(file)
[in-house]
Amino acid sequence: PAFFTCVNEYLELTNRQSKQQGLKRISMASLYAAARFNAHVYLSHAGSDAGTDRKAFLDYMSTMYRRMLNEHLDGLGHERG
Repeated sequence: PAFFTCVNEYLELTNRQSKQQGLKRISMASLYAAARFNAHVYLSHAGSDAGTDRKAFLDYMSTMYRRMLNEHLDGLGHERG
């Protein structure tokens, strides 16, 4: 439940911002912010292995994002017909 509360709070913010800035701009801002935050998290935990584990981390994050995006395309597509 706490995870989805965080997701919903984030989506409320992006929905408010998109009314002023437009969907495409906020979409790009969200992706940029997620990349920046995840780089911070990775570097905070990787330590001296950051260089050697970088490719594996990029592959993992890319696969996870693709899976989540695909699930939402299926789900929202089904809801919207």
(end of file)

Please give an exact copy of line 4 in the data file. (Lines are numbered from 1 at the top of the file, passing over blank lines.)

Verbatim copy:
């Protein structure tokens, strides 16, 4: 439940911002912010292995994002017909 509360709070913010800035701009801002935050998290935990584990981390994050995006395309597509 706490995870989805965080997701919903984030989506409320992006929905408010998109009314002023437009969907495409906020979409790009969200992706940029997620990349920046995840780089911070990775570097905070990787330590001296950051260089050697970088490719594996990029592959993992890319696969996870693709899976989540695909699930939402299926789900929202089904809801919207």